By the time I arrived, the porch was packed with eager, hungry people. Serving tables were set up, but where were the pies? They were inside the house getting judged. The seven judges aka the Supreme Court of Pie, led by Chief Justice of Pie Hedy Goldsmith herself, were ensconced in the dining room of the Merrick House. They were seated around a large table, armed with scorecards, plastic forks and glasses of water.

The Supreme Court of Pie

In the adjoining kitchen, 23 pies were arrayed on the counter. The pies were judged one by one. Three thin slices were cut and brought out to the table. The judges sampled and passed around the slices, discussed them briefly, and made their marks on score sheets. The judges evaluated pies on overall appearance, taste, overall impression, creativity, regional ingredients, and name. It was serious, intense work.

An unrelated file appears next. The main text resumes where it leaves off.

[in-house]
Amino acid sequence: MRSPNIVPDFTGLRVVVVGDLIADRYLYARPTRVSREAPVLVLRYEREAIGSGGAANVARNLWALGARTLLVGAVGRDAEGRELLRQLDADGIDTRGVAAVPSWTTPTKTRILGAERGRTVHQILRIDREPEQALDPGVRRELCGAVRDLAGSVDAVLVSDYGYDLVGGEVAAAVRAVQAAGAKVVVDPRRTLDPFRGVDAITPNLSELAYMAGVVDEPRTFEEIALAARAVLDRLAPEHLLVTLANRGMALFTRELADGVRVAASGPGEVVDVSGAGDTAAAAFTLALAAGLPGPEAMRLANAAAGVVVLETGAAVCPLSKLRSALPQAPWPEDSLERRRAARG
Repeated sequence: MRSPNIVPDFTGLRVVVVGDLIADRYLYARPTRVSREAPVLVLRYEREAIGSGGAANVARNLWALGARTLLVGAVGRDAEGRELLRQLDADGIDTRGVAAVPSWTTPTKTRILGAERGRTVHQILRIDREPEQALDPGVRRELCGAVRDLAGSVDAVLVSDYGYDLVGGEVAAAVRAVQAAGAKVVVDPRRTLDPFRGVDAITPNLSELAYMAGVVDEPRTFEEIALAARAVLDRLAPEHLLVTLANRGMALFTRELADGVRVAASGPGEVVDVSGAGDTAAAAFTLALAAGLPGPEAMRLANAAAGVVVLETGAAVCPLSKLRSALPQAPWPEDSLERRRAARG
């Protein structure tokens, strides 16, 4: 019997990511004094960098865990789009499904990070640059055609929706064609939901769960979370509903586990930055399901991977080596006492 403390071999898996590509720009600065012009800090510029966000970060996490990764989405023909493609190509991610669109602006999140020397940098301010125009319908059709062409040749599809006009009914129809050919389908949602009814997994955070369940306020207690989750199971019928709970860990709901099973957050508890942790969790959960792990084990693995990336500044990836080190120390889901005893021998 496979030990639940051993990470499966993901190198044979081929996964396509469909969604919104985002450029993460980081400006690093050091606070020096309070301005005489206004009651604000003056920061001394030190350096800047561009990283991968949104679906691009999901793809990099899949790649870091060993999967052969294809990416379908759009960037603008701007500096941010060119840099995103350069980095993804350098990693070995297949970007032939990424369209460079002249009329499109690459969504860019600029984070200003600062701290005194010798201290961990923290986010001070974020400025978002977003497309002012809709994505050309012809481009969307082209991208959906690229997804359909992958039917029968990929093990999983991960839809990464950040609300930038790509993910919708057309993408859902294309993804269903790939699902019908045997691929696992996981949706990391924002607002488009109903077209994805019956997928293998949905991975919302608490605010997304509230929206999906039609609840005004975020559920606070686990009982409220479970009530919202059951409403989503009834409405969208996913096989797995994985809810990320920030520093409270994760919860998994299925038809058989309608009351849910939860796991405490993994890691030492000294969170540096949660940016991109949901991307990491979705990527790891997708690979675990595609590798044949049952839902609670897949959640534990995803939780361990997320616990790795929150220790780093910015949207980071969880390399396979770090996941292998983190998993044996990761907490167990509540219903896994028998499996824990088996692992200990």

Pastry chef Hedy Goldsmith goes eyeball to eyeball with coconut pie.

According to the competition rules, “All pies must be made with a fruit or main ingredient that grows locally.” The pies had to be homemade, using home grown or local, and non-artificial ingredients. The pies had small cards describing what they were, but contestants were not identified.

Once the pie was judged, a runner brought it out to the porch, where hungry guests were waiting for a taste. As a Slow Foodie began slicing and doling out pieces, people immediately mobbed the table. You’d think they hadn’t eaten pie in ages. “It’s a feeding frenzy out there,” the runner commented when she returned to the kitchen. I was intrigued by a green avocado pie and a salmon-colored mamey pie, but those vanished before I made it to the table.